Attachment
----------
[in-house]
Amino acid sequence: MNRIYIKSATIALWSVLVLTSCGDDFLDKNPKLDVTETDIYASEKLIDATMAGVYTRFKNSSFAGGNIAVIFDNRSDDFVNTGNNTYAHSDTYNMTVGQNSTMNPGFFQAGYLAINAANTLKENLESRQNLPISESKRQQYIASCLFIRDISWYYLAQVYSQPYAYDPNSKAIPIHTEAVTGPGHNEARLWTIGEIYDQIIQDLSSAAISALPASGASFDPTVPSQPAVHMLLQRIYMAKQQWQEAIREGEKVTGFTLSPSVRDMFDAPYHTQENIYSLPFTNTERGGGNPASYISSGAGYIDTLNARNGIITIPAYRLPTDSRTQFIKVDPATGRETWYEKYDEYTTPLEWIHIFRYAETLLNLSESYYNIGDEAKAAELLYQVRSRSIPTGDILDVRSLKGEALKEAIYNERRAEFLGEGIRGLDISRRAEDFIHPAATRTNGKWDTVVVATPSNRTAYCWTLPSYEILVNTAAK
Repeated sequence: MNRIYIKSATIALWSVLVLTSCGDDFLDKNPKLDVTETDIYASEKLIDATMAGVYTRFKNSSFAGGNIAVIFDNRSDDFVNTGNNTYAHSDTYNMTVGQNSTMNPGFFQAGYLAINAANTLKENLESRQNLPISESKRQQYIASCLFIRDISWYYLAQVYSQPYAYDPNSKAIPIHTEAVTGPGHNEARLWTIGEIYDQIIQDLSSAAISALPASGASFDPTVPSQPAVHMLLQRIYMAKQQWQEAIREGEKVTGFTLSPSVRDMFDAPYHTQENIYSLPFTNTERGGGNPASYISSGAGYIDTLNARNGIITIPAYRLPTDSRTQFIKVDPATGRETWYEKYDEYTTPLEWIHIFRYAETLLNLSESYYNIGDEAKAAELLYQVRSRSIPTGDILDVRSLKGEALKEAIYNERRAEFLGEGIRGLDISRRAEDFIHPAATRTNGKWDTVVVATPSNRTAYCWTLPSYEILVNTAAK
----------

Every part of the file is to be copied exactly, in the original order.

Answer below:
[in-house]
Amino acid sequence: MNRIYIKSATIALWSVLVLTSCGDDFLDKNPKLDVTETDIYASEKLIDATMAGVYTRFKNSSFAGGNIAVIFDNRSDDFVNTGNNTYAHSDTYNMTVGQNSTMNPGFFQAGYLAINAANTLKENLESRQNLPISESKRQQYIASCLFIRDISWYYLAQVYSQPYAYDPNSKAIPIHTEAVTGPGHNEARLWTIGEIYDQIIQDLSSAAISALPASGASFDPTVPSQPAVHMLLQRIYMAKQQWQEAIREGEKVTGFTLSPSVRDMFDAPYHTQENIYSLPFTNTERGGGNPASYISSGAGYIDTLNARNGIITIPAYRLPTDSRTQFIKVDPATGRETWYEKYDEYTTPLEWIHIFRYAETLLNLSESYYNIGDEAKAAELLYQVRSRSIPTGDILDVRSLKGEALKEAIYNERRAEFLGEGIRGLDISRRAEDFIHPAATRTNGKWDTVVVATPSNRTAYCWTLPSYEILVNTAAK
Repeated sequence: MNRIYIKSATIALWSVLVLTSCGDDFLDKNPKLDVTETDIYASEKLIDATMAGVYTRFKNSSFAGGNIAVIFDNRSDDFVNTGNNTYAHSDTYNMTVGQNSTMNPGFFQAGYLAINAANTLKENLESRQNLPISESKRQQYIASCLFIRDISWYYLAQVYSQPYAYDPNSKAIPIHTEAVTGPGHNEARLWTIGEIYDQIIQDLSSAAISALPASGASFDPTVPSQPAVHMLLQRIYMAKQQWQEAIREGEKVTGFTLSPSVRDMFDAPYHTQENIYSLPFTNTERGGGNPASYISSGAGYIDTLNARNGIITIPAYRLPTDSRTQFIKVDPATGRETWYEKYDEYTTPLEWIHIFRYAETLLNLSESYYNIGDEAKAAELLYQVRSRSIPTGDILDVRSLKGEALKEAIYNERRAEFLGEGIRGLDISRRAEDFIHPAATRTNGKWDTVVVATPSNRTAYCWTLPSYEILVNTAAK